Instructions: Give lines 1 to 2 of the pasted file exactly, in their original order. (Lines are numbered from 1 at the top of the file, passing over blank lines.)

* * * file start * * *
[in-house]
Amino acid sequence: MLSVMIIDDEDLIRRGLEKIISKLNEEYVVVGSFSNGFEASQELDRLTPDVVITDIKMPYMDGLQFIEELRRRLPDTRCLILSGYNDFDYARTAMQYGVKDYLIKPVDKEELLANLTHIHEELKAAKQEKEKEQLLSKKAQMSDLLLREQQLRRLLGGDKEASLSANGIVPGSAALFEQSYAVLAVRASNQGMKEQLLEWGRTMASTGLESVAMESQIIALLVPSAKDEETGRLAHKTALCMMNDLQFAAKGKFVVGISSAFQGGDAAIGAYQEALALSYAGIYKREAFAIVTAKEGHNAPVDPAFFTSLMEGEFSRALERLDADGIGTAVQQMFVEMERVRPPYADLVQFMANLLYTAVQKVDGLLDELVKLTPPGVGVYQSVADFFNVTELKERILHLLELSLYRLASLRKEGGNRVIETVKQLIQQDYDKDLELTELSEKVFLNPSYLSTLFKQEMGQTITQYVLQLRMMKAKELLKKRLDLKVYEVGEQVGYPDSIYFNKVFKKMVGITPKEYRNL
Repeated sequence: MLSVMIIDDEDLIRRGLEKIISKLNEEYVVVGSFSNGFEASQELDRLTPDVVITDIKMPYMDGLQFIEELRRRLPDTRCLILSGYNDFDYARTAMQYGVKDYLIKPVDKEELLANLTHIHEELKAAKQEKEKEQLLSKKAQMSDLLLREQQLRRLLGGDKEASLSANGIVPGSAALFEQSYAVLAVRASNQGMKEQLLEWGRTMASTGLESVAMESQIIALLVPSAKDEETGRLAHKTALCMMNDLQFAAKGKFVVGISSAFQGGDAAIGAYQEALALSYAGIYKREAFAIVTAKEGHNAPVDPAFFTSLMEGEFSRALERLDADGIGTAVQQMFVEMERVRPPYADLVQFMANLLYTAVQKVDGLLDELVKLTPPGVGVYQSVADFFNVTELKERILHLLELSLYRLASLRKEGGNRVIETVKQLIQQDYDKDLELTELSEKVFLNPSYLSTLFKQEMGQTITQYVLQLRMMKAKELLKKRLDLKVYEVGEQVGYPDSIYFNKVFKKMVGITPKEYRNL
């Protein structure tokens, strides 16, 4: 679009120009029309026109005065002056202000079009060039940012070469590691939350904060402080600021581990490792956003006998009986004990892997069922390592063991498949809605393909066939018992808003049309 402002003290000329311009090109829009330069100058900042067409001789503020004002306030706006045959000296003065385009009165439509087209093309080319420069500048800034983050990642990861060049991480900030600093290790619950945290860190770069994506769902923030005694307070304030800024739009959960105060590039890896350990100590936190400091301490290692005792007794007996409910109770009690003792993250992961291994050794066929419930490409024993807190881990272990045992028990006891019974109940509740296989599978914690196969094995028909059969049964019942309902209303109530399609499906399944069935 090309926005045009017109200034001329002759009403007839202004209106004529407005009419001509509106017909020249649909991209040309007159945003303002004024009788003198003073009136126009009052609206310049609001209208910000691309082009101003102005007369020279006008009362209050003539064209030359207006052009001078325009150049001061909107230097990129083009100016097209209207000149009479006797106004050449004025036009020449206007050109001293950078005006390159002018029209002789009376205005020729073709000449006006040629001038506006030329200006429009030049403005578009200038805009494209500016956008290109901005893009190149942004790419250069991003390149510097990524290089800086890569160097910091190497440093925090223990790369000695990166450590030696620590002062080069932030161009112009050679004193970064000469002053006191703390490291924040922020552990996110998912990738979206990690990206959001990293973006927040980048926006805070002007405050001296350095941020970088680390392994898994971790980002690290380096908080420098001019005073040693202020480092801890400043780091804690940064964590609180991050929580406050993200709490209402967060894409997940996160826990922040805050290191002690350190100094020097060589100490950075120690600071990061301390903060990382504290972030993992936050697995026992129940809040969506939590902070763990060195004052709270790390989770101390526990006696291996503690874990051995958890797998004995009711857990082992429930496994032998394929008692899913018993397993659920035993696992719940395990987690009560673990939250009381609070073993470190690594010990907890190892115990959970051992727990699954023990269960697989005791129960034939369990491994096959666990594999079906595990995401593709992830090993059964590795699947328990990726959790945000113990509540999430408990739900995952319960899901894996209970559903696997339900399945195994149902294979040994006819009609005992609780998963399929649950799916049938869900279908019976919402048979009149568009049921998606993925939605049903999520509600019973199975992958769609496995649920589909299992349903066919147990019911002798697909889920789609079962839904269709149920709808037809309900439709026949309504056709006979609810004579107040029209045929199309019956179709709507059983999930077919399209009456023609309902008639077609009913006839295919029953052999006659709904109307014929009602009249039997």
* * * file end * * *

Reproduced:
[in-house]
Amino acid sequence: MLSVMIIDDEDLIRRGLEKIISKLNEEYVVVGSFSNGFEASQELDRLTPDVVITDIKMPYMDGLQFIEELRRRLPDTRCLILSGYNDFDYARTAMQYGVKDYLIKPVDKEELLANLTHIHEELKAAKQEKEKEQLLSKKAQMSDLLLREQQLRRLLGGDKEASLSANGIVPGSAALFEQSYAVLAVRASNQGMKEQLLEWGRTMASTGLESVAMESQIIALLVPSAKDEETGRLAHKTALCMMNDLQFAAKGKFVVGISSAFQGGDAAIGAYQEALALSYAGIYKREAFAIVTAKEGHNAPVDPAFFTSLMEGEFSRALERLDADGIGTAVQQMFVEMERVRPPYADLVQFMANLLYTAVQKVDGLLDELVKLTPPGVGVYQSVADFFNVTELKERILHLLELSLYRLASLRKEGGNRVIETVKQLIQQDYDKDLELTELSEKVFLNPSYLSTLFKQEMGQTITQYVLQLRMMKAKELLKKRLDLKVYEVGEQVGYPDSIYFNKVFKKMVGITPKEYRNL